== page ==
Skip to main content

Dolls' Houses
Past & Present

A website and ezine about dolls' houses: antique, vintage and modern.
Plus furniture and accessories.

The Lines Bros (Tri-ang) Dolls’ Houses Database

This “database” is a photographic archive cataloguing the dolls’ houses manufactured by the English toy firm Lines Bros Ltd from the time the company was founded in 1919 until 1971 when it went into liquidation. 

The large number of designs plus their variations means that many dolls’ houses need to be illustrated; for this reason, the Triang database is divided into three volumes.

The database has been compiled as an aid to the identification and dating of Lines Bros’ Tri-ang dolls’ houses and to provide evidence of original details for restoration purposes. In all, 131 different designs were produced during the lifetime of the firm. Several designs were in production for a long time such as the No 60 (1930 - 1958, although production was interrupted between 1940 and 1946) and the post-war metal-fronted No 50 (1948 - 1971). Subtle but significant variations in the finish of these and other long-lived models help to date them.

The models shown in the database are arranged mainly in chronological order of the year of first production, but, because this a visual guide to identification as well as a history, houses with different model numbers/identifiers but with a similar appearance to an earlier model immediately follow the entry or entries of the model(s) they resemble, to make comparison easier.

Acknowledgements are due to Marion Osborne for her invaluable work in researching and cataloguing Lines Bros’ Tri-ang dolls’ house, and whose “The Book of Tri-ang Dolls’ Houses 1919-1971” (2012) is a constant source of reference when editing this database.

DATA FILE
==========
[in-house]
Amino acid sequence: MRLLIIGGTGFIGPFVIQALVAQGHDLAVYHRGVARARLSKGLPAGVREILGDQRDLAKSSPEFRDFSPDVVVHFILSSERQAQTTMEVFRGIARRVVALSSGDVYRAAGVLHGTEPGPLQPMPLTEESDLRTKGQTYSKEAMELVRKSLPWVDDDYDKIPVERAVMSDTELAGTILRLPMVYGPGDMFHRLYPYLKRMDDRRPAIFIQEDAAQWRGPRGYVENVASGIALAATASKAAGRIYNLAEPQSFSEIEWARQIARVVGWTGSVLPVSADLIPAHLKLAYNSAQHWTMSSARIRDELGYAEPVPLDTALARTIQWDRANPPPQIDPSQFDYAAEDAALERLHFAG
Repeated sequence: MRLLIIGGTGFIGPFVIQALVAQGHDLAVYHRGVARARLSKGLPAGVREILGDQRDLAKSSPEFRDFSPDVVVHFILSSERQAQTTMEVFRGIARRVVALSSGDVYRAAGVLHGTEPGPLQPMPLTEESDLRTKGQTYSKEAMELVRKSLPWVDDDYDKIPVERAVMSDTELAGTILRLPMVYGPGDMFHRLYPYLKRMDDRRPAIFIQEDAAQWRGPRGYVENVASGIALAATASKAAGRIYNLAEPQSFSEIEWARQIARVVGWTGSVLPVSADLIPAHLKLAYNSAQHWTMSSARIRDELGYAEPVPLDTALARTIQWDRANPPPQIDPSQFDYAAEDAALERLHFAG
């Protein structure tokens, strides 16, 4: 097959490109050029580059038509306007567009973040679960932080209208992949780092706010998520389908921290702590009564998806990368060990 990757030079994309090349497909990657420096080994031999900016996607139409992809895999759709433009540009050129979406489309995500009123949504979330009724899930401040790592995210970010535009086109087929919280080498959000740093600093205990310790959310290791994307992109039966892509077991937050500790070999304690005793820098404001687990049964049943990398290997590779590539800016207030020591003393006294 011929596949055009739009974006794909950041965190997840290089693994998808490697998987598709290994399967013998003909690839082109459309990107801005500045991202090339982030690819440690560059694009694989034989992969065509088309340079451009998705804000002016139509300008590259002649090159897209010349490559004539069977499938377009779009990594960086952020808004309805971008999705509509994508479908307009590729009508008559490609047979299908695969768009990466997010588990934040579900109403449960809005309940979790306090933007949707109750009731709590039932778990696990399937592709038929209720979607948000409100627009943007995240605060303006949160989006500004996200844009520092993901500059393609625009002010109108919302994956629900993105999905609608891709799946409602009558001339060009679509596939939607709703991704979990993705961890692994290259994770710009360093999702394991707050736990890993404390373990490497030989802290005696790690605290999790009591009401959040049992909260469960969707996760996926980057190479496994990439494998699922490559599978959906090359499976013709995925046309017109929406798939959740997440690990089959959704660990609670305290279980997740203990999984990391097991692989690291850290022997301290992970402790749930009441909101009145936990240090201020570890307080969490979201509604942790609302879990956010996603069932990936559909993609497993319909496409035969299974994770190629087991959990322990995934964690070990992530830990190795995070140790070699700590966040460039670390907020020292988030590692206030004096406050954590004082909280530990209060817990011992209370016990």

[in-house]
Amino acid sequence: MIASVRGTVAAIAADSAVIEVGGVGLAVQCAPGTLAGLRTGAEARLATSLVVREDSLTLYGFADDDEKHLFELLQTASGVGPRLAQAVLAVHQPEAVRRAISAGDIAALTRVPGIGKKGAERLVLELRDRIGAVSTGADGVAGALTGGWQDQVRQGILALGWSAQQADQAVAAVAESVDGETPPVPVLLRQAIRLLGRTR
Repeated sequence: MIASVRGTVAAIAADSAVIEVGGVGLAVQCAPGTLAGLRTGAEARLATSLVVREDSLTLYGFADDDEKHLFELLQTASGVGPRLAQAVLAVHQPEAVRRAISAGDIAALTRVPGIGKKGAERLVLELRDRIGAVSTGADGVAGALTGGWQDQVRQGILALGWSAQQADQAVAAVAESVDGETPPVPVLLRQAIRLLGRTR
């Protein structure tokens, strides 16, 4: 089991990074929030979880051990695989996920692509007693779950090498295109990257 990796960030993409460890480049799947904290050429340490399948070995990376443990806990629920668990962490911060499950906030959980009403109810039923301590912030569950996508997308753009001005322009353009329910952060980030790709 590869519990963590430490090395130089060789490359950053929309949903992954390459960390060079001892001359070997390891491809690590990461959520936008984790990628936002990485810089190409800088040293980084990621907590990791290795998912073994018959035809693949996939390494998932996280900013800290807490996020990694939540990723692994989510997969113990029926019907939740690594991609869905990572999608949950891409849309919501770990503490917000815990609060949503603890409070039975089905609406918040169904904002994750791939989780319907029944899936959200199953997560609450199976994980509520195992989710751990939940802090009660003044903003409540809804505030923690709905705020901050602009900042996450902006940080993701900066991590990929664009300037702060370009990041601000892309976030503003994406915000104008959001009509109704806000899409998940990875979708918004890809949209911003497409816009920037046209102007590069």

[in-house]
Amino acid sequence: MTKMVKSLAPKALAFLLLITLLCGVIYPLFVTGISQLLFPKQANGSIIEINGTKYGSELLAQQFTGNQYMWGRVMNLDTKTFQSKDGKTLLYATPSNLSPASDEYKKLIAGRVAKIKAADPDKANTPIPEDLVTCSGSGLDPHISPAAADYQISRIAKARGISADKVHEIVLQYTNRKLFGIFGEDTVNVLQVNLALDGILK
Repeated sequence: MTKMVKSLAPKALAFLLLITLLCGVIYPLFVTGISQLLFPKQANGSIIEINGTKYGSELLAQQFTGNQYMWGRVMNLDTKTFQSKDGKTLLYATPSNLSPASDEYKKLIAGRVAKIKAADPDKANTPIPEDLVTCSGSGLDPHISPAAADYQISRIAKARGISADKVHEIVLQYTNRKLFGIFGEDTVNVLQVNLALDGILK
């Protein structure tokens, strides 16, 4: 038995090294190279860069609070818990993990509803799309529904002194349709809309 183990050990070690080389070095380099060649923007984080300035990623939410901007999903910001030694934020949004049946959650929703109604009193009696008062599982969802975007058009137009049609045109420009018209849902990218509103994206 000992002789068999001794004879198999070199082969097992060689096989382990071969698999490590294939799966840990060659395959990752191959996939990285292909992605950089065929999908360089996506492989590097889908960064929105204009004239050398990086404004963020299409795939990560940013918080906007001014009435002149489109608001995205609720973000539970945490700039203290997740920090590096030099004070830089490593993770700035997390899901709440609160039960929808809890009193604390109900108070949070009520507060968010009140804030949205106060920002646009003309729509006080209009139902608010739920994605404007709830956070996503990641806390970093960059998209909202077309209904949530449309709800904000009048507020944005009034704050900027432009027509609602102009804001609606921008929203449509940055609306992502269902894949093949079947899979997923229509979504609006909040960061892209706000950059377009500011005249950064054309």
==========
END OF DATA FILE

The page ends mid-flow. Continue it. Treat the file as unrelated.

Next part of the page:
Using the database to identify and/or date a Tri-ang dolls’ house

If you have an idea of the approximate age of the house, start with the appropriately-dated Volume.

Have a look through the photos in chronological order, looking for architectural features and interior layouts similar to those of the house you wish to identify. Dimensions (when known) are given in the database entries. Check these against the house being identified – there are a number of models of similar appearance but of differing sizes. Dating clues include details such as the style of timbering on a gable, the colour of the window frames and casements, the style of fireplace, any original wall or floor papers and the design of the Tri-ang label, if still present.

In 1919, the company trademark was an equilateral triangle, bearing the legend “L. Bros. Ltd./London” on the two sides, and “England” on the base, with a cursive L superimposed with BROS, in the centre. By 1921, “TRIANGTOIS – REGD. – The World’s Best Toys” had appeared as an adjunct to the triangle mark. (TRIANGTOIS is the Lines Bros’ spelling). The firm used “Tri-ang” from about 1927. (It appears sometimes with, and sometimes without, a hyphen from then on). The original triangle device was incorporated as part of the label on Lines Bros’ dolls’ houses until 1955, when it disappeared – the name “Tri-ang” was used alone, thereafter. After Lines Bros ceased trading in 1971, the Tri-ang brand appeared briefly, c1972 - 1973, on four dolls’ houses distributed by the Barclay Toy Group.

Lines Bros used various identifiers for their dolls’ houses: letters and/or numbers, or names, e.g. DH/1, DH/D, No 81, Princess, U. The DH/ prefix wasn’t used for newly-introduced models after 1927, althought was retained for earlier designs whose production continued into the 1930s.

There is not yet an example of every Tri-ang dolls’ house in the database, but new discoveries are added whenever they become available. New photos are always welcome to fill the gaps! If anyone can help, members can contact me via my profile page; non-members please use the form in Contact.

Brooksey
Databases Curator/Editor and Administrator

Top